Here’s the problem, Cantor is unpalatable to many if not most Americans. Listening to him as I have done at American Enterprise Institute events, one word emerges, “arrogant.”
He speaks about his family’s history, being Jewish and making it in Richmond, Virginia. That is an accomplishment deserving respect because that part of the world is known for bigotry of all kinds.
However, he missed some important points along the way. The American system of government gave his family opportunity. It also helped remove barriers.
Now, there is no doubt that he and his family represent hard working people who make their own success through self-determination, yet his family gave to Eric advantage that he inherited. Most people don’t have that.
So long as Republicans operate on a platform that fails to address how the system will produce a good life for all and more for some who deserve it, and so long as they seek to dismantle the services that accomplish this without a viable replacement, his words and tone will continue to sound harsh and unfair.
I agree with Eric that numbers will turn people off, unless the numbers demonstrate how people will be able to improve their own.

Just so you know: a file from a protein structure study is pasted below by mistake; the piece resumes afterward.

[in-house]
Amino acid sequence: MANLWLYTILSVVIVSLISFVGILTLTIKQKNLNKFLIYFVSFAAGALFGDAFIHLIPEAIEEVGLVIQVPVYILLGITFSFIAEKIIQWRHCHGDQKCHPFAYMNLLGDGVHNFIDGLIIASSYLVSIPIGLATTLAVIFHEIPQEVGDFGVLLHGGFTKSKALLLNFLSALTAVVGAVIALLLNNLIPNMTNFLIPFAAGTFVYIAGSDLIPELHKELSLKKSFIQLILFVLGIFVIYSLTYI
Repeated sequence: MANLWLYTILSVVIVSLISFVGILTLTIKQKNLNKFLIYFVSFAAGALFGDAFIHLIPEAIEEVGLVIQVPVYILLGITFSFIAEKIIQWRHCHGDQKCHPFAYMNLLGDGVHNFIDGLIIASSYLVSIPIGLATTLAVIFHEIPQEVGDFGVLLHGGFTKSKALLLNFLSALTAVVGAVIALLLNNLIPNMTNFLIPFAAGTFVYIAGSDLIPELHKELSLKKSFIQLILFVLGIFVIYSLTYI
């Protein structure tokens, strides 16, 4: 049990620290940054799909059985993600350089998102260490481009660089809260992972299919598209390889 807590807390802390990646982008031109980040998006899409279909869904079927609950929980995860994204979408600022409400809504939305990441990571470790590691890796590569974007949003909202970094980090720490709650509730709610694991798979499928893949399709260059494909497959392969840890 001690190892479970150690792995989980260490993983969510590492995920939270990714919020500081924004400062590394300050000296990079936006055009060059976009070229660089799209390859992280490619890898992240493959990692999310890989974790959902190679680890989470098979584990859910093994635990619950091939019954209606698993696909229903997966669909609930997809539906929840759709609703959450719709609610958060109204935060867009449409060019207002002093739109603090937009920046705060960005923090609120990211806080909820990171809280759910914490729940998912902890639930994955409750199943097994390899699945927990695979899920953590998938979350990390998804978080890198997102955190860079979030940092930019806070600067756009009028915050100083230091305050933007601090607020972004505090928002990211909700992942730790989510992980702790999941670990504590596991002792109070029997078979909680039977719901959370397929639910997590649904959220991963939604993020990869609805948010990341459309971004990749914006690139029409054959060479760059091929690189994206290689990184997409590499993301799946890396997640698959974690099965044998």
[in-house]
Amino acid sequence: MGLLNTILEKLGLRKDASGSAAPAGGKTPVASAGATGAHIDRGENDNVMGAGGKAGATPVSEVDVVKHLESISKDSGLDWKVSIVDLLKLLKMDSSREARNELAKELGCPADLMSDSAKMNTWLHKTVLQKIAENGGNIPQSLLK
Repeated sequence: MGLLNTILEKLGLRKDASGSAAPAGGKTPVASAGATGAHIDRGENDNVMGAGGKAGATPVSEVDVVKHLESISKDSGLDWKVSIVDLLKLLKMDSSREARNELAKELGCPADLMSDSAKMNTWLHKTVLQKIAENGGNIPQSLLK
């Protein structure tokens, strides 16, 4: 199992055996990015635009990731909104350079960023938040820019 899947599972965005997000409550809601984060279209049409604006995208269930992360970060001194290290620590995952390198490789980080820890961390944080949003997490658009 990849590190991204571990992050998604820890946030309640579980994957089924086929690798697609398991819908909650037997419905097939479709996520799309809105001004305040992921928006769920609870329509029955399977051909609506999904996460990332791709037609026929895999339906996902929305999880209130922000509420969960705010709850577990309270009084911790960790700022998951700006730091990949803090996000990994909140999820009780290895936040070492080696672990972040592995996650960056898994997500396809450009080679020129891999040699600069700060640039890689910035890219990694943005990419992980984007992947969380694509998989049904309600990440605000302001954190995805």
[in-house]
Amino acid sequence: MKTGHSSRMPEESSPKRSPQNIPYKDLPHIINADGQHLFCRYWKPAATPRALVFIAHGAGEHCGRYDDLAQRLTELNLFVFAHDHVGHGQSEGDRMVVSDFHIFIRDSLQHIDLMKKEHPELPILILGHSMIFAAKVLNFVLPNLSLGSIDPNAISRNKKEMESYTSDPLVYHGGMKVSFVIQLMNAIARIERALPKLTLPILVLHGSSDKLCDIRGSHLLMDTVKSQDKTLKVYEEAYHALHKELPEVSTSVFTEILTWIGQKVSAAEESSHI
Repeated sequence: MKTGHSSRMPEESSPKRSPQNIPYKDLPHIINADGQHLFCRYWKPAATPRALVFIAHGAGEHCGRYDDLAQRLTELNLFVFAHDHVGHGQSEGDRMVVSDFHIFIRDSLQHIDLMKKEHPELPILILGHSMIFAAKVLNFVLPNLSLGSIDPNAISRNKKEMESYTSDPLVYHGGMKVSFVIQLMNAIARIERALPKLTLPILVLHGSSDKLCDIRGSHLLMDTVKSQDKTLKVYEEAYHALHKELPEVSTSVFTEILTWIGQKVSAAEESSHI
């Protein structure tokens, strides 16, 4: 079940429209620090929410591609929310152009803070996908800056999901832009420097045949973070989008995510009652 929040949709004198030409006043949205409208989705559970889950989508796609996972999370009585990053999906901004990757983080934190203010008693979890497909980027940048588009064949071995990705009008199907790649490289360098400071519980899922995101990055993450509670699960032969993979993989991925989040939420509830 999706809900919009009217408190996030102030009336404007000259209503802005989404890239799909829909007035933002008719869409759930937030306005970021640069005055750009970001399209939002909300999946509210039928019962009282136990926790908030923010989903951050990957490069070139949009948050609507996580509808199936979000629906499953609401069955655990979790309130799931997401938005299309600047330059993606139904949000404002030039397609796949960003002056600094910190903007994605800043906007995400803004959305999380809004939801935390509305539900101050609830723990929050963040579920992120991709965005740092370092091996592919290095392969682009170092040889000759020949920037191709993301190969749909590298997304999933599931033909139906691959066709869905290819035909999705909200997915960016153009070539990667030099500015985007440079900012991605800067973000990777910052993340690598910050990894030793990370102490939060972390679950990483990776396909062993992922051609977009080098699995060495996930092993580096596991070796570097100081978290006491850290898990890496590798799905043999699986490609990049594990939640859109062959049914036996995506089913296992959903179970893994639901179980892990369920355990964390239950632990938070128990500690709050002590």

"“We are in a town run by Democrats, and we cannot win the hearts and minds of Americans if we are just talking about numbers, day in and day out,” said a Cantor aide, who spoke on the condition of anonymity to discuss his boss’s plans. “There are a lot of things Republicans care about.”
After lying low for several months, Mr. Cantor is reasserting his presence in the Capitol, even as Speaker John A. Boehner continues his struggles to maintain Republican unity. In the coming weeks, the majority leader plans to lay out a second, softer track for his party beyond the constant cycle of budget showdowns and deficit talks.
Notably, that track will include a new push for private-school vouchers for underprivileged children, health care options beyond the old fight over the president’s health care law, new work force training initiatives and a renewed push for science, technology and engineering visas for would-be immigrants.
After successfully engineering the latest debt ceiling vote last week, Mr. Cantor flew to the World Economic Forum in Davos, Switzerland, where he road-tested those themes as the lone House Republican leader rubbing elbows with the international elite.
Citing a struggling single mother with a gifted child in a poor city neighborhood, he told Davos attendees, “We need to create some type of competitive mechanisms” to help her escape the bad schools she is stuck with. Between meetings with King Abdullah II of Jordan; President Shimon Peres of Israel; the International Monetary Fund director, Christine Lagarde; and Secretary General Ban Ki-moon of the United Nations, he spoke of “sane immigration policies,” unemployed youths and a German model for economic output.
Mr. Cantor is expected to lay out his domestic vision on Feb. 5 at the American Enterprise Institute, a center-right research group.""